Summertime

Some rambling Journal entries: 

July 14, 2018 – Northport –

The boat could use some gas and water.  I took the fly rod out and worked a few spots before heading to the gas dock.

I had some hits and a porgy in the boat, a small one.  Also one bass on too tiny to count.  I changed to a Clouser from the epoxy bodied fly and the hits improved including one with some backbone.  I cast again before it hit me that my fly was no longer there. 

Bluefish bite off? 

Hopeful but not to be as my knot slipped.  The loop knot I tie all the time was just wrong and my brain could not figure it out so I tied an improved clinch to the next Clouser.  A few more hits and a few on but they were so small that when I strip struck them they came flying toward me. Nice to have something.

It has been a slow summer 

I crossed to the Vanderbilt side of Northport Harbor and worked the water by the beach house and sea plane hanger.  A fish came up as I went to pull the fly for another cast but he missed. Some kayaks were about so I headed for gas at Seymour’s.

The dock had a surf boarder sitting at the end I prefer; I pulled into the middle hoping no one else would come as the wind was pinning me to the dock and departing could be tricky.  Sure enough a huge cruiser came and docked in front of me. I was impressed with how he managed to slide sideways into the spot.  I asked the surfer to move so I could back up and give this guy some room but then the gas pump turned on and I just stayed. 

As the first tank filled and the second began, the spot was open behind me since the surfer left.  That is when an even bigger cruiser pulled in behind me.  His bow was over my engine. I finished fueling and filled the water tank, washed the windows down (almost soaking my phone on the dash) and went to pay.  The guy behind me took 12 gallons.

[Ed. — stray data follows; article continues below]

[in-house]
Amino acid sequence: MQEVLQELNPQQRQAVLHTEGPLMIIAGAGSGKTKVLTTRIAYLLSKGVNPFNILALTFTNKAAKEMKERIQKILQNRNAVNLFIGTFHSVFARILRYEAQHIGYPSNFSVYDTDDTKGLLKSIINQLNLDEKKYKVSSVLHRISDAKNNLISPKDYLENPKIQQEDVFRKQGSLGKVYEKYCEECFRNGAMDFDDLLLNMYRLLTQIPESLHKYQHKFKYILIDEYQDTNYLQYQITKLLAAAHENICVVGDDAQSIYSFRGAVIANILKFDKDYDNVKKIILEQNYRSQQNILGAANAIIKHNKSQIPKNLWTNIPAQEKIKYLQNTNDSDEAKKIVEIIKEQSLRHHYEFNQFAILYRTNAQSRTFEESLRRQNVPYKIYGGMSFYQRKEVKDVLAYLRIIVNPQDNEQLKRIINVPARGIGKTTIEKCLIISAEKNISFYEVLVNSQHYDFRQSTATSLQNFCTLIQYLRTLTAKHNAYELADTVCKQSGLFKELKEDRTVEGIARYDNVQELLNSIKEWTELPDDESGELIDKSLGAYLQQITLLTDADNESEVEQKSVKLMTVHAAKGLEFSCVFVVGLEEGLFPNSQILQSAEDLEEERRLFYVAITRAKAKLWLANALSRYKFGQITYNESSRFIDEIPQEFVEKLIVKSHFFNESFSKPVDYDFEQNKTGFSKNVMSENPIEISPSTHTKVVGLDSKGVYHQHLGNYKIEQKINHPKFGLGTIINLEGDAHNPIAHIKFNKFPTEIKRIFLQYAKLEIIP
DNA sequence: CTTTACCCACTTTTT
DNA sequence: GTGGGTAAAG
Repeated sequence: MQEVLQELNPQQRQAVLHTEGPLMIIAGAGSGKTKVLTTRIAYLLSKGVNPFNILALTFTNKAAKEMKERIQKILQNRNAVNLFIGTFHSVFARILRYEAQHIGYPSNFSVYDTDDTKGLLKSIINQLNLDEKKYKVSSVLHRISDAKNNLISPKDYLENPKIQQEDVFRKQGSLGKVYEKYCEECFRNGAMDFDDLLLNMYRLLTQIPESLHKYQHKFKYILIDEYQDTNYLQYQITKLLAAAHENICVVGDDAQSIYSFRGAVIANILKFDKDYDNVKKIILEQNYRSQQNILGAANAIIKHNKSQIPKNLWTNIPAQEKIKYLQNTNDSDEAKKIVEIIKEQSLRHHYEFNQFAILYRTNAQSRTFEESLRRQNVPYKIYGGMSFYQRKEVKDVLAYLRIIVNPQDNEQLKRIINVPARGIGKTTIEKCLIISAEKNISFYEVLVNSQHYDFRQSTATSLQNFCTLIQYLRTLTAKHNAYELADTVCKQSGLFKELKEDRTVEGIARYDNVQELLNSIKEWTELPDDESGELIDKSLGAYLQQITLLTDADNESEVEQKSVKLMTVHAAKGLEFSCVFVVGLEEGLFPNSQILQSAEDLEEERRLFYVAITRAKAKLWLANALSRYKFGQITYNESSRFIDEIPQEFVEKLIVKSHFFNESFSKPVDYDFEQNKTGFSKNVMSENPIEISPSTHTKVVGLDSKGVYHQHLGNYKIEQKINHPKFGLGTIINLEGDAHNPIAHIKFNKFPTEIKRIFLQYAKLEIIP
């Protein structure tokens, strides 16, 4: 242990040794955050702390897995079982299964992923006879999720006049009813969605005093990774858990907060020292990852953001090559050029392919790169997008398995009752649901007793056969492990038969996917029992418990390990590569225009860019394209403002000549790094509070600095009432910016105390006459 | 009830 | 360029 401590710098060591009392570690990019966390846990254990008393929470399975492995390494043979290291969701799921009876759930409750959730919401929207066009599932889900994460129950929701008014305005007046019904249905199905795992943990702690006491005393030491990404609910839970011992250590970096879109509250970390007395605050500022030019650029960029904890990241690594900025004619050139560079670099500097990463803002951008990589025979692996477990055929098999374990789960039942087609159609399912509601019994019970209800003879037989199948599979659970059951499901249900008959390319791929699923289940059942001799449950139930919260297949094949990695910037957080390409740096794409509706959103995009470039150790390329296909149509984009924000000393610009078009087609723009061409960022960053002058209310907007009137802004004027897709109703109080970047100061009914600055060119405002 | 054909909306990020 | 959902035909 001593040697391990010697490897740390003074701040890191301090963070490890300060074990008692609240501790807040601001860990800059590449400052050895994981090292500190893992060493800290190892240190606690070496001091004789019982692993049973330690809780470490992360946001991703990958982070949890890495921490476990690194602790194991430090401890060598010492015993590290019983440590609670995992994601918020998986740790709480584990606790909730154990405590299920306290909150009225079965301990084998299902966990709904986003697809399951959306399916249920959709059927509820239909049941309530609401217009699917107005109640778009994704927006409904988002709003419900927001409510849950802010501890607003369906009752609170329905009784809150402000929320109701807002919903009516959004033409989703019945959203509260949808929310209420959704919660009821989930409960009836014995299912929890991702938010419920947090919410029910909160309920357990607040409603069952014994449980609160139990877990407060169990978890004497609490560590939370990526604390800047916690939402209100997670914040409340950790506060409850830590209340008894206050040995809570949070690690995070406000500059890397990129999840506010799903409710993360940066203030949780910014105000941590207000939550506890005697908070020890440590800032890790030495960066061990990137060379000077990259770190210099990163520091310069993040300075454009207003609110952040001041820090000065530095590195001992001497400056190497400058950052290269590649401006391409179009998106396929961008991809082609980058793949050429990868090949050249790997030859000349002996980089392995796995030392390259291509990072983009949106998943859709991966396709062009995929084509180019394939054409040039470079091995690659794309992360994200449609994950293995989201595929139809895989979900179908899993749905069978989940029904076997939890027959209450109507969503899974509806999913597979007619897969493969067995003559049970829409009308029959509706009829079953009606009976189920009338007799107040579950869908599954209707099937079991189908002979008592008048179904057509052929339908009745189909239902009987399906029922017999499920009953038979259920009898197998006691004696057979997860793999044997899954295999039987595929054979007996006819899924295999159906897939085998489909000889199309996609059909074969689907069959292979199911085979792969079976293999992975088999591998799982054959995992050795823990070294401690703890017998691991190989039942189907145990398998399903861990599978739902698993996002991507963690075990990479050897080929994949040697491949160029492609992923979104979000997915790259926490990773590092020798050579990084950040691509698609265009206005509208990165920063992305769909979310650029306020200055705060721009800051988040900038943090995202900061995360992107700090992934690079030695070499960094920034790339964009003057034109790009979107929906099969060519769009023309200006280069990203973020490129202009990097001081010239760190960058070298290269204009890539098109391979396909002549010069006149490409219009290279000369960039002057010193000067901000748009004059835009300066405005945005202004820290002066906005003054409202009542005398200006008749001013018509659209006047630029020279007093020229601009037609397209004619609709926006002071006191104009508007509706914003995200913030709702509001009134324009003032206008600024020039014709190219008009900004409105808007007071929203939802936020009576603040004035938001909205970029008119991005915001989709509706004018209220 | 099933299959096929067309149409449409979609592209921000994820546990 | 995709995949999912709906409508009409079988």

You have got to be kidding me  

He probably has 500 gallon tanks. I tipped the dock mate and asked for a push off, sharing my concern for the wind and other boats.  He gave me a good shove and all was well.

I took a ride around Bird Island to check out the bait situation at the head of the harbor where they hung out most of last year.  There were some schools on the sonar but none up.  A few boats have been moored where I used to drift on the east side. Damn.

Tight quarters before they came, now really tight. I motored out at 5 mph, as I should, stowing my lines and playing with the radio which does not receive signals very well, even with the antenna they put in last spring.  I did figure out the blue tooth so if I want music I can get it from the phone. 

I texted Sue to see if she was home and headed in.  Nice afternoon on the water.

July 18, 2018 – Northport – 

Mike came to the house at 1

We were on the water shortly.  We motored out of the Bay, hoping to see some bait.  There were a few flip flops but nothing worth spending time on.  We had a few hours of incoming and headed out to the Triangle.  The wind was out of the north and blowing at 15 or so.  The waves were disorganized and very sloppy.  The bow was taking water. 

We headed for deeper terrain and it calmed down a little.  Motoring west to Lloyd Neck we set up by Buoy 15 but couldn’t stand upright in the tossing and turning, not to mention no bites.  Inside Cold Spring Harbor I set the anchor near where Hunter and I fished a few weeks ago, put the chum pot out, and baited for porgies and sea bass. 

We got both

Mike with a 20 inch sea bass – it was to be the fish of the day.

As the tide peaked we set up off Target Rock and had a few bites.  Then we switched to the fly rod and I took the wheel as Mike worked each of the points and walls. Not a single bite.  Where are they?? Back over to the Lloyd Neck jetty – Nada.

It was a delightful day, good company, beautiful weather. But the fish are just absent.

Mike Parody

July 23, 2018 – Northport

It has become an annual event  

A happy one.  Mike Gibbons’ Dad comes to visit from Barcelona for a few weeks and we fit in at least one day on the boat.  Some years are more productive than others but all are enjoyable.

Annual Fishing Trip

I warned them that fishing has been off and that perhaps they should wait until August if they want a shot at blues and bass. Porgies and sea bass are the current offerings of the local salt. They voted to go for it, regardless.

The last few days have been unsettled as the weatherman calls it.  Cloudy, windy, showers. Unpredictable. I told them I was okay with it if they were.  I picked them up with Jason at the town dock at 9:30. 

High tide

I am beginning to think like a guide:  Offer them the opportunity to get a hit on a lure to begin the day, then take a ride outside and tuck in out of the wind with porgy rigs and clams so they are sure to get some fish.